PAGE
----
|US5620606||Mar 3, 1995||Apr 15, 1997||Rpc Waste Management Services, Inc.||Method and apparatus for reacting oxidizable matter with particles|
|US5755974||Mar 3, 1995||May 26, 1998||Rpc Waste Management Services, Inc.||Method and apparatus for reacting oxidizable matter with a salt|
|US5823220||Jun 6, 1996||Oct 20, 1998||Rpc Waste Management Services, Inc.||Pressure reduction system and method|
|US5888389 *||Apr 24, 1997||Mar 30, 1999||Hydroprocessing, L.L.C.||Apparatus for oxidizing undigested wastewater sludges|
|US6001243||Aug 13, 1998||Dec 14, 1999||Chematur Engineering Ab||Heating and reaction system and method using recycle reactor|
|US6017460||Jun 7, 1996||Jan 25, 2000||Chematur Engineering Ab||Heating and reaction system and method using recycle reactor|
|US6054057 *||Sep 26, 1997||Apr 25, 2000||General Atomics||Downflow hydrothermal treatment|
|US6238568||May 6, 1999||May 29, 2001||General Atomics||Hydrothermal processing with phosphate additive|
|US6519926||May 1, 2001||Feb 18, 2003||General Atomics||Hydrothermal conversion and separation|
|US6551719||Dec 20, 2000||Apr 22, 2003||Furuyametal Co., Ltd.||Reaction vessel of oxidization and decomposition processing equipment by supercritical water and method for manufacturing the same|
|US6576185||Dec 28, 2000||Jun 10, 2003||General Atomics||System and method for hydrothermal reactions-three layer liner|
|US6633623 *||Nov 29, 2000||Oct 14, 2003||General Electric Company||Apparatus and methods for protecting a jet pump nozzle assembly and inlet-mixer|
|US6773581||Oct 18, 2001||Aug 10, 2004||General Atomics||System and method for solids transport in hydrothermal processes|
|US20020086150 *||Dec 28, 2000||Jul 4, 2002||Hazlebeck David A.||System and method for hydrothermal reactions-two layer liner|
|US20120210632 *||Feb 18, 2011||Aug 23, 2012||Hong Glenn T||Method and Apparatus for High Temperature Brine Phase Reactions|
|EP1110600A2 *||Dec 19, 2000||Jun 27, 2001||Furuyametal Co., Ltd.||Reaction vessel for use with supercritical water and method for manufacturing the same|
|EP1110600A3 *||Dec 19, 2000||Mar 20, 2002||Furuya Metal Co., Ltd.||Reaction vessel for use with supercritical water and method for manufacturing the same|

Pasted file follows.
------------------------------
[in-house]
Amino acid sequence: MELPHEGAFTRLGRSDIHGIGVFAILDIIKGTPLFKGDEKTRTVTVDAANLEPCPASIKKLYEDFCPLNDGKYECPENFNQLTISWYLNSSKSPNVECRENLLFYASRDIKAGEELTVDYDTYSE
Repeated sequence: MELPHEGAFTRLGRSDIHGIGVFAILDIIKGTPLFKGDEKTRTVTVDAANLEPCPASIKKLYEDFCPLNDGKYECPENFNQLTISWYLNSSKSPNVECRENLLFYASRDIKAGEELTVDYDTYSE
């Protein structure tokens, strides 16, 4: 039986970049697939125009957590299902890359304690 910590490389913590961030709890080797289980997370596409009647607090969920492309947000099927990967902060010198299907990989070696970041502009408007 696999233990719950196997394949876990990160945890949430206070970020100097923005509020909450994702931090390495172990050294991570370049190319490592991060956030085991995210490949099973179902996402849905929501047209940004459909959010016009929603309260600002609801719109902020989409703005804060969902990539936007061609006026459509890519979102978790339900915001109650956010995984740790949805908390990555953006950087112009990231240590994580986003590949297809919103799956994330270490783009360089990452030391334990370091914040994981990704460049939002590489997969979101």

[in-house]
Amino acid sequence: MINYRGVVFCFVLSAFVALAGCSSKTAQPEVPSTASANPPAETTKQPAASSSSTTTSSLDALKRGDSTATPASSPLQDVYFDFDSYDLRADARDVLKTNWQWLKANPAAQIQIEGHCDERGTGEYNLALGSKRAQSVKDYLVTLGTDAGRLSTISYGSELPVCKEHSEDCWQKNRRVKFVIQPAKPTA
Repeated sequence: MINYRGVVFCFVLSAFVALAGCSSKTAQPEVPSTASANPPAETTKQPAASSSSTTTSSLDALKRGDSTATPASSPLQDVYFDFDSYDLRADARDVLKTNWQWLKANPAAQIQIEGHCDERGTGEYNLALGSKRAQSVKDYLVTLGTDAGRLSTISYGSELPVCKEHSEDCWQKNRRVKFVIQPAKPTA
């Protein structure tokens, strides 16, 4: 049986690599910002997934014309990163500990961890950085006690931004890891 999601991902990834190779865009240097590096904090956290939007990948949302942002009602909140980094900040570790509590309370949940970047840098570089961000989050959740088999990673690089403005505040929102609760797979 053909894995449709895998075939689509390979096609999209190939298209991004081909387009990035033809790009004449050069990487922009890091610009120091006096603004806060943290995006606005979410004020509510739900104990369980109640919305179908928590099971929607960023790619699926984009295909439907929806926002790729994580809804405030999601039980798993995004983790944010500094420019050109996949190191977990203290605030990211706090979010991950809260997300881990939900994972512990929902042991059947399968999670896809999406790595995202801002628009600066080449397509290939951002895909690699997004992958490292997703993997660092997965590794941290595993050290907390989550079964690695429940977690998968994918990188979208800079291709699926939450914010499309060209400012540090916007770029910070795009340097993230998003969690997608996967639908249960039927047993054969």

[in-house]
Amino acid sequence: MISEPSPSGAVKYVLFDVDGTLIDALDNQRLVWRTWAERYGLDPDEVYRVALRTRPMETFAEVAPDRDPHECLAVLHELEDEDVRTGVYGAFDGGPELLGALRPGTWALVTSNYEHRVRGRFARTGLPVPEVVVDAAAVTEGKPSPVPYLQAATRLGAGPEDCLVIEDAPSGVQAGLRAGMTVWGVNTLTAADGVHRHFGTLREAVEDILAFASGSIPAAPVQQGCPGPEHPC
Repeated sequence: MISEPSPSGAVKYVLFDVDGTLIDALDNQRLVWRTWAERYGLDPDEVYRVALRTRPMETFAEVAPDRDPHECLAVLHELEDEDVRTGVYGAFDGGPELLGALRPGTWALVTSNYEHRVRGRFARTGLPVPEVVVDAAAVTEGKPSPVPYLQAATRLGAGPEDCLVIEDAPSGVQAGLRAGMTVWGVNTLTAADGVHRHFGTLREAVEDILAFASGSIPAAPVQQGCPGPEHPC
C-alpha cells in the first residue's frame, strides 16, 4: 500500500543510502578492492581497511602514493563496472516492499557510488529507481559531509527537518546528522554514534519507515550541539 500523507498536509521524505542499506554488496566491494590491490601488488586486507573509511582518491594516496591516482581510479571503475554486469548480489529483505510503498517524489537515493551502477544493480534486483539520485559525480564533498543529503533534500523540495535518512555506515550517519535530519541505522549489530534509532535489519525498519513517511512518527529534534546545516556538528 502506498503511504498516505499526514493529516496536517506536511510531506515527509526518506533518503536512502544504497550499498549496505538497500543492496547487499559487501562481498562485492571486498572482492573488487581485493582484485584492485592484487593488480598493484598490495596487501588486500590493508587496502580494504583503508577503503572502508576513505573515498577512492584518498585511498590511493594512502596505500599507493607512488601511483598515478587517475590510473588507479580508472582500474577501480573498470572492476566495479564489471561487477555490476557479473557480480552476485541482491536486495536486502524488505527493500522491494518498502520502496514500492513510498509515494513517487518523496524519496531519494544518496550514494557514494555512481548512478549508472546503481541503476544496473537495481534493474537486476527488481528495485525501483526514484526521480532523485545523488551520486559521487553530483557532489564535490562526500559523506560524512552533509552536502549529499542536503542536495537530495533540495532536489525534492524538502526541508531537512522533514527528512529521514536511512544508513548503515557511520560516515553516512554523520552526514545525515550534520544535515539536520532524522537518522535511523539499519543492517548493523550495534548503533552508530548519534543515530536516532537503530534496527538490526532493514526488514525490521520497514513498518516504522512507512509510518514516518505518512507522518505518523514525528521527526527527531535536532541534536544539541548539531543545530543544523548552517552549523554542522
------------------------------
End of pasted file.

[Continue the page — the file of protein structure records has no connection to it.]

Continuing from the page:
|U.S. Classification||210/761, 422/241, 422/240, 422/7, 210/762|
|International Classification||B01J19/02, B01J3/00, B01J3/04, C02F11/08, G21C3/07, B01J19/00|
|Cooperative Classification||G21Y2004/201, G21Y2002/103, B01J19/02, G21C3/07, C02F11/08, Y02E30/40, B01J2219/0236, C02F11/086, B01J3/04, B01J3/008|
|European Classification||C02F11/08, G21C3/07, B01J3/00S, C02F11/08D, B01J3/04, B01J19/02|
|Feb 2, 1995||AS||Assignment|
Owner name: MODAR, INC., MASSACHUSETTS
Free format text: ASSIGNMENT OF ASSIGNORS INTEREST;ASSIGNORS:HONG, GLENN T.;ZILBERSTEIN, VLADIMIR A.;REEL/FRAME:007353/0781;SIGNING DATES FROM 19950131 TO 19950201
|Sep 16, 1998||AS||Assignment|
Owner name: ENERGY, UNITED STATES DEPARTMENT OF, DISTRICT OF C
Free format text: CONFIRMATORY LICENSE;ASSIGNOR:MODAR INC.;REEL/FRAME:009452/0009
Effective date: 19970815
|Jan 11, 2000||REMI||Maintenance fee reminder mailed|
|Feb 22, 2000||FPAY||Fee payment|
Year of fee payment: 4
|Feb 22, 2000||SULP||Surcharge for late payment|
|Mar 14, 2003||AS||Assignment|
Owner name: ENERGY, U.S. DEPARTMENT OF, DISTRICT OF COLUMBIA
Free format text: CONFIRMATORY LICENSE;ASSIGNOR:MODAR INC.;REEL/FRAME:013848/0288
Effective date: 19970815
|Feb 4, 2004||SULP||Surcharge for late payment|
Year of fee payment: 7
|Feb 4, 2004||FPAY||Fee payment|
Year of fee payment: 8
|Dec 24, 2007||REMI||Maintenance fee reminder mailed|
|Jun 18, 2008||LAPS||Lapse for failure to pay maintenance fees|
|Aug 5, 2008||FP||Expired due to failure to pay maintenance fee|
Effective date: 20080618